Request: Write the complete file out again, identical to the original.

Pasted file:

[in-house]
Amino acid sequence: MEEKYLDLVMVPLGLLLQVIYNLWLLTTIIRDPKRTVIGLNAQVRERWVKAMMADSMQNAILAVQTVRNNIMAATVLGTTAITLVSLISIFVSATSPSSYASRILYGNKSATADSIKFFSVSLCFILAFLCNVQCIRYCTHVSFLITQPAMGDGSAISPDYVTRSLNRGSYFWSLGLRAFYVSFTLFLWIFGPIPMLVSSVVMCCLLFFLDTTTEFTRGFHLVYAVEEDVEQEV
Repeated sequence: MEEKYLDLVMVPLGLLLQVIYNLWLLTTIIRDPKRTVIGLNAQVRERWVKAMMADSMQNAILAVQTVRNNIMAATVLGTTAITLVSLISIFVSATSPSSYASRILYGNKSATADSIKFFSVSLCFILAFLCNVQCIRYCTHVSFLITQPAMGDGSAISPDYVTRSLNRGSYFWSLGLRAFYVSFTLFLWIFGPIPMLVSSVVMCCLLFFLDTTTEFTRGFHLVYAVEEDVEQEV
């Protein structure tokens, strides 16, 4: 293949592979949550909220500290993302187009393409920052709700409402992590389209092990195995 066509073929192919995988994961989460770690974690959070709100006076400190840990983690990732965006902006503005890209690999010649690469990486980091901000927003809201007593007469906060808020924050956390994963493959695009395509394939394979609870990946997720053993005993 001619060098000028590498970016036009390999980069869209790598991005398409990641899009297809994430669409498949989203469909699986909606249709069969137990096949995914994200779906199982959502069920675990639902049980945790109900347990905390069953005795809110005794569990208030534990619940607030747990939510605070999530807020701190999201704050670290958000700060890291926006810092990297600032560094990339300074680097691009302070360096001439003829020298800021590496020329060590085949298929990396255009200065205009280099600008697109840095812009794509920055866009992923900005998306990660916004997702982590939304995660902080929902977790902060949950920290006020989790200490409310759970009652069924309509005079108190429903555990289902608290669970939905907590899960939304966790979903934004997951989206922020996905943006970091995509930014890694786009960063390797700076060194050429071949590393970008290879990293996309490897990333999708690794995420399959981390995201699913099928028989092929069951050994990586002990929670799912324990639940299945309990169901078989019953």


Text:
[in-house]
Amino acid sequence: MEEKYLDLVMVPLGLLLQVIYNLWLLTTIIRDPKRTVIGLNAQVRERWVKAMMADSMQNAILAVQTVRNNIMAATVLGTTAITLVSLISIFVSATSPSSYASRILYGNKSATADSIKFFSVSLCFILAFLCNVQCIRYCTHVSFLITQPAMGDGSAISPDYVTRSLNRGSYFWSLGLRAFYVSFTLFLWIFGPIPMLVSSVVMCCLLFFLDTTTEFTRGFHLVYAVEEDVEQEV
Repeated sequence: MEEKYLDLVMVPLGLLLQVIYNLWLLTTIIRDPKRTVIGLNAQVRERWVKAMMADSMQNAILAVQTVRNNIMAATVLGTTAITLVSLISIFVSATSPSSYASRILYGNKSATADSIKFFSVSLCFILAFLCNVQCIRYCTHVSFLITQPAMGDGSAISPDYVTRSLNRGSYFWSLGLRAFYVSFTLFLWIFGPIPMLVSSVVMCCLLFFLDTTTEFTRGFHLVYAVEEDVEQEV
């Protein structure tokens, strides 16, 4: 293949592979949550909220500290993302187009393409920052709700409402992590389209092990195995 066509073929192919995988994961989460770690974690959070709100006076400190840990983690990732965006902006503005890209690999010649690469990486980091901000927003809201007593007469906060808020924050956390994963493959695009395509394939394979609870990946997720053993005993 001619060098000028590498970016036009390999980069869209790598991005398409990641899009297809994430669409498949989203469909699986909606249709069969137990096949995914994200779906199982959502069920675990639902049980945790109900347990905390069953005795809110005794569990208030534990619940607030747990939510605070999530807020701190999201704050670290958000700060890291926006810092990297600032560094990339300074680097691009302070360096001439003829020298800021590496020329060590085949298929990396255009200065205009280099600008697109840095812009794509920055866009992923900005998306990660916004997702982590939304995660902080929902977790902060949950920290006020989790200490409310759970009652069924309509005079108190429903555990289902608290669970939905907590899960939304966790979903934004997951989206922020996905943006970091995509930014890694786009960063390797700076060194050429071949590393970008290879990293996309490897990333999708690794995420399959981390995201699913099928028989092929069951050994990586002990929670799912324990639940299945309990169901078989019953």